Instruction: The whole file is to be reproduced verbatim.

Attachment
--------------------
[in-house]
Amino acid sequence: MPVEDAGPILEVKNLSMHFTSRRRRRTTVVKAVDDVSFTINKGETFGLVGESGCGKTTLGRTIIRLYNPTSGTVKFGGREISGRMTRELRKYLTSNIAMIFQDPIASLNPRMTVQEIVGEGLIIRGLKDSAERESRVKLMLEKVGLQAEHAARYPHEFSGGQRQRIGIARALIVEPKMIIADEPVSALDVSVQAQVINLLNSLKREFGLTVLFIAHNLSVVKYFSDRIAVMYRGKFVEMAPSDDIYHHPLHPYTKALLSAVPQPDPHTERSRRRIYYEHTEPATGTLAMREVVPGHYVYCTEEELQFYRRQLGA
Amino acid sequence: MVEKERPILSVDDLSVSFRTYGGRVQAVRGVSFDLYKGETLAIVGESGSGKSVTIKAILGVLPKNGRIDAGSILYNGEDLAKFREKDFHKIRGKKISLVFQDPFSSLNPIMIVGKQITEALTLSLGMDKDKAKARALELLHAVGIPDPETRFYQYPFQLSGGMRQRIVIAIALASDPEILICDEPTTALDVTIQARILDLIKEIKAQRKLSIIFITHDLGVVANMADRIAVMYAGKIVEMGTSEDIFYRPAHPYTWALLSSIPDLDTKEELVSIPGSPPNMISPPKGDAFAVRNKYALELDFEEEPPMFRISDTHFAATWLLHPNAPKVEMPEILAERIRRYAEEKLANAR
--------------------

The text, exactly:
[in-house]
Amino acid sequence: MPVEDAGPILEVKNLSMHFTSRRRRRTTVVKAVDDVSFTINKGETFGLVGESGCGKTTLGRTIIRLYNPTSGTVKFGGREISGRMTRELRKYLTSNIAMIFQDPIASLNPRMTVQEIVGEGLIIRGLKDSAERESRVKLMLEKVGLQAEHAARYPHEFSGGQRQRIGIARALIVEPKMIIADEPVSALDVSVQAQVINLLNSLKREFGLTVLFIAHNLSVVKYFSDRIAVMYRGKFVEMAPSDDIYHHPLHPYTKALLSAVPQPDPHTERSRRRIYYEHTEPATGTLAMREVVPGHYVYCTEEELQFYRRQLGA
Amino acid sequence: MVEKERPILSVDDLSVSFRTYGGRVQAVRGVSFDLYKGETLAIVGESGSGKSVTIKAILGVLPKNGRIDAGSILYNGEDLAKFREKDFHKIRGKKISLVFQDPFSSLNPIMIVGKQITEALTLSLGMDKDKAKARALELLHAVGIPDPETRFYQYPFQLSGGMRQRIVIAIALASDPEILICDEPTTALDVTIQARILDLIKEIKAQRKLSIIFITHDLGVVANMADRIAVMYAGKIVEMGTSEDIFYRPAHPYTWALLSSIPDLDTKEELVSIPGSPPNMISPPKGDAFAVRNKYALELDFEEEPPMFRISDTHFAATWLLHPNAPKVEMPEILAERIRRYAEEKLANAR